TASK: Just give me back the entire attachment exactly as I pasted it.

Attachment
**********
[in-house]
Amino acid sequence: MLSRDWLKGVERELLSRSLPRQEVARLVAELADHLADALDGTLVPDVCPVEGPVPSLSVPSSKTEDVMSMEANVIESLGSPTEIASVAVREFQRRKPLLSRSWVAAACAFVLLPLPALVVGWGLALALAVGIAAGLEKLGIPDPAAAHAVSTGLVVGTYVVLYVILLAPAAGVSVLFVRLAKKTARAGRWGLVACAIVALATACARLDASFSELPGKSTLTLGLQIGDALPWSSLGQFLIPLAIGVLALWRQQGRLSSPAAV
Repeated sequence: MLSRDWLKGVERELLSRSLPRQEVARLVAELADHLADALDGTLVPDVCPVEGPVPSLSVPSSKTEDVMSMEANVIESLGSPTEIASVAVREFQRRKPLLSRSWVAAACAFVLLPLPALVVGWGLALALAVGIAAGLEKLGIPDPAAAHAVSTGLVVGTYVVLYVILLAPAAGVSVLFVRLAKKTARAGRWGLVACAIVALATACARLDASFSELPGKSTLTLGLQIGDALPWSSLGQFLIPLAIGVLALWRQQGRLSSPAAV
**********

[in-house]
Amino acid sequence: MLSRDWLKGVERELLSRSLPRQEVARLVAELADHLADALDGTLVPDVCPVEGPVPSLSVPSSKTEDVMSMEANVIESLGSPTEIASVAVREFQRRKPLLSRSWVAAACAFVLLPLPALVVGWGLALALAVGIAAGLEKLGIPDPAAAHAVSTGLVVGTYVVLYVILLAPAAGVSVLFVRLAKKTARAGRWGLVACAIVALATACARLDASFSELPGKSTLTLGLQIGDALPWSSLGQFLIPLAIGVLALWRQQGRLSSPAAV
Repeated sequence: MLSRDWLKGVERELLSRSLPRQEVARLVAELADHLADALDGTLVPDVCPVEGPVPSLSVPSSKTEDVMSMEANVIESLGSPTEIASVAVREFQRRKPLLSRSWVAAACAFVLLPLPALVVGWGLALALAVGIAAGLEKLGIPDPAAAHAVSTGLVVGTYVVLYVILLAPAAGVSVLFVRLAKKTARAGRWGLVACAIVALATACARLDASFSELPGKSTLTLGLQIGDALPWSSLGQFLIPLAIGVLALWRQQGRLSSPAAV